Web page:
Benedict Biscop

Benedict Biscop Baducing (* 628, † 690 ) was an English monk from Northumbria, the Rule of St. Benedict felt obliged, traveled five times to Rome, founded two monasteries and a major influence on the precursors of Benediktinertums in England.


Biscop was in his younger years in the wake of King Oswiu. Later, he had the opportunity to travel together with Wilfrid of Lindisfarne to Rome. He subsequently lived 665-667 as a monk in the Benedictine Abbey of Lérins on the island of Saint- Honorat near Cannes. Here, as suspected Knowles, he took the name Benedict.

Then Biscop returned to Rome and traveled on behalf of Pope Vitalian together with Theodore of Tarsus, the future Archbishop of Canterbury, back to England, where he in the year 669 for two years, the Office of the Abbot of St. Peter and Paul in Canterbury took over.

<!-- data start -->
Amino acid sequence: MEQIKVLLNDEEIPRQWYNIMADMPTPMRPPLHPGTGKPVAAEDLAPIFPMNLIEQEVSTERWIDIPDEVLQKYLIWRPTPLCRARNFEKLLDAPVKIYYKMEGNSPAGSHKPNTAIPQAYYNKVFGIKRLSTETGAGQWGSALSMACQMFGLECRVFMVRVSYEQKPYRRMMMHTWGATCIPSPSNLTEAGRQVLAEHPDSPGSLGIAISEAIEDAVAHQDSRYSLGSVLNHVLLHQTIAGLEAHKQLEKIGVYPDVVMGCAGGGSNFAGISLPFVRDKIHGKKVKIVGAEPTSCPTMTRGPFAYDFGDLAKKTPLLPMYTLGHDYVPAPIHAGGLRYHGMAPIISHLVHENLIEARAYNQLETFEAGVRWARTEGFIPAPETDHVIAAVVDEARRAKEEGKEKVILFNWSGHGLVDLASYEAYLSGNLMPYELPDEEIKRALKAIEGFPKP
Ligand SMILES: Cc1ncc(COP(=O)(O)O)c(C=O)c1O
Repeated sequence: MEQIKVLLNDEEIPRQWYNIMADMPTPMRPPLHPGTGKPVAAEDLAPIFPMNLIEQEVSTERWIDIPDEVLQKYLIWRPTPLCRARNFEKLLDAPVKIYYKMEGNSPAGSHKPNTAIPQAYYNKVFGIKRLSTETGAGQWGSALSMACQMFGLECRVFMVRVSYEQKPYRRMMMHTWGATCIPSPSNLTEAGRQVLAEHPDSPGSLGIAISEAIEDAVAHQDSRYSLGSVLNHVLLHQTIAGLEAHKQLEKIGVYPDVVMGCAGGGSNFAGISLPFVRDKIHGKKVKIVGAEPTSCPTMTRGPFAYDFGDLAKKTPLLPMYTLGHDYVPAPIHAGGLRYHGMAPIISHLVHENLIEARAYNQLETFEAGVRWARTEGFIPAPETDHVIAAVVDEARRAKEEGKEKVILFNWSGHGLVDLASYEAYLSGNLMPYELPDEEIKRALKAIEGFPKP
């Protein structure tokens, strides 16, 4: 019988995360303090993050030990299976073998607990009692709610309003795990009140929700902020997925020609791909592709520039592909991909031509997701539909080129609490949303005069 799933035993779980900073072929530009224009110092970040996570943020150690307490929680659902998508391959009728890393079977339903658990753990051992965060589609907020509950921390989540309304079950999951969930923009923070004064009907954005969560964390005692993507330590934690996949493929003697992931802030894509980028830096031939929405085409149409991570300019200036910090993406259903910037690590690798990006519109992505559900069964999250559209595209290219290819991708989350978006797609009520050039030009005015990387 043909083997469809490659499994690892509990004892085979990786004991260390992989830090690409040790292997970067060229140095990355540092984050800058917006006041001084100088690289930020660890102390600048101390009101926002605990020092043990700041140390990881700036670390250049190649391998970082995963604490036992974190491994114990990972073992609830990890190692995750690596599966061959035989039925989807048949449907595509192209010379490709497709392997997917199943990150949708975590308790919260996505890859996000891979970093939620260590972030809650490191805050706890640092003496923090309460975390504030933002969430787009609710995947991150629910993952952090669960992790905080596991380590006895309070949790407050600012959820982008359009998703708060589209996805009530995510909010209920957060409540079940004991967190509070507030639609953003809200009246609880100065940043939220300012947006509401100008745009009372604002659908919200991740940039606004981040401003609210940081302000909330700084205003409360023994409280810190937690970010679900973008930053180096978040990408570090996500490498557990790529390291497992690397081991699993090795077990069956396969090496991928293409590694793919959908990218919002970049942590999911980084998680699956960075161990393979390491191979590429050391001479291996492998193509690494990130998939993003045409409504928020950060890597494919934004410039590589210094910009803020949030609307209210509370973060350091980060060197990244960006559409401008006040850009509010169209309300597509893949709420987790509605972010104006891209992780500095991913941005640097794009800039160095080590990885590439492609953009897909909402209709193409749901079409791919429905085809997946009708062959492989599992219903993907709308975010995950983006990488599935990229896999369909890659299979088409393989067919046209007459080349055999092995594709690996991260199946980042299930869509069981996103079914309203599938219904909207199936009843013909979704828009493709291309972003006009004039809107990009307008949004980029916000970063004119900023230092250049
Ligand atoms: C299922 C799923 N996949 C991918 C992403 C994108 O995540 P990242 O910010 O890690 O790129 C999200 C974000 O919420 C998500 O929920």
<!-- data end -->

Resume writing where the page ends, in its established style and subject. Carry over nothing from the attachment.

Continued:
After the arrival of the Neapolitan Hadrian, who succeeded him as abbot, Biscop traveled a third time to Rome, after which he returned to his home in Northumbria, where thanks to the land grant by King Ecgfrith, Oswius son, the Benedictine Monkwearmouth ( 674 ) and the associated could priory Jarrow ( 681 ) with Ceolfrid form as prior. At the beginning of each of the two monasteries had about 22 monks and a school for boys. In the school of Monkwearmouth later joined Beda as a seven year-old boy at a time when he could get to know Biscop as abbot.

Benedict's rule provides in section 64 that the abbots from the community of monks can be selected. In Biscops times, however, it was common for some time that the right to appoint the abbot, was claimed by the competent diocesan bishop or the founder of the monastery. Accordingly, it is noteworthy that succeeded Biscop to get for his two foundations a papal privilege that granted two monasteries the right to free choice of the abbot or the prior. In his last speech to his monks, he stressed how important it was to defend this law in the future.

Pictures of Benedict Biscop